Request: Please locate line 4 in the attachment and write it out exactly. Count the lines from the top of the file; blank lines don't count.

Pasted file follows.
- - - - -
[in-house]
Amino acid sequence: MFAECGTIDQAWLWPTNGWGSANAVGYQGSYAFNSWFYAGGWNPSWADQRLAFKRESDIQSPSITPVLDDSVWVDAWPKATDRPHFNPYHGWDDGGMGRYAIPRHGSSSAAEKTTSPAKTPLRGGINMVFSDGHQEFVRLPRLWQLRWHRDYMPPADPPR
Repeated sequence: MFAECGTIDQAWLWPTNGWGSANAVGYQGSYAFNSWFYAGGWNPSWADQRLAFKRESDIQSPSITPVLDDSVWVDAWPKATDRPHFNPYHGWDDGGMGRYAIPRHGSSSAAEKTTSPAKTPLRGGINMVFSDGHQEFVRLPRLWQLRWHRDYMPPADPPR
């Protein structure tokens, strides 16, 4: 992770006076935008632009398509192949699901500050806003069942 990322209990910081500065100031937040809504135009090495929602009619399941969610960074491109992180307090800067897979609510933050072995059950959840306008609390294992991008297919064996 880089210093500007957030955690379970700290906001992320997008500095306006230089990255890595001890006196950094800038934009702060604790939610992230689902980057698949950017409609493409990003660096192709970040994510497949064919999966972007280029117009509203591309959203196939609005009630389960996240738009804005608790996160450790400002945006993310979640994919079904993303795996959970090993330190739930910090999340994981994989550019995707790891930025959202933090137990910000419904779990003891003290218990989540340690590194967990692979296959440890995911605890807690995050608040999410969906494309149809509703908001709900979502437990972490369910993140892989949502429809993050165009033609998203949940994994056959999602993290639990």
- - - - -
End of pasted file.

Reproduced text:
């Protein structure tokens, strides 16, 4: 992770006076935008632009398509192949699901500050806003069942 990322209990910081500065100031937040809504135009090495929602009619399941969610960074491109992180307090800067897979609510933050072995059950959840306008609390294992991008297919064996 880089210093500007957030955690379970700290906001992320997008500095306006230089990255890595001890006196950094800038934009702060604790939610992230689902980057698949950017409609493409990003660096192709970040994510497949064919999966972007280029117009509203591309959203196939609005009630389960996240738009804005608790996160450790400002945006993310979640994919079904993303795996959970090993330190739930910090999340994981994989550019995707790891930025959202933090137990910000419904779990003891003290218990989540340690590194967990692979296959440890995911605890807690995050608040999410969906494309149809509703908001709900979502437990972490369910993140892989949502429809993050165009033609998203949940994994056959999602993290639990």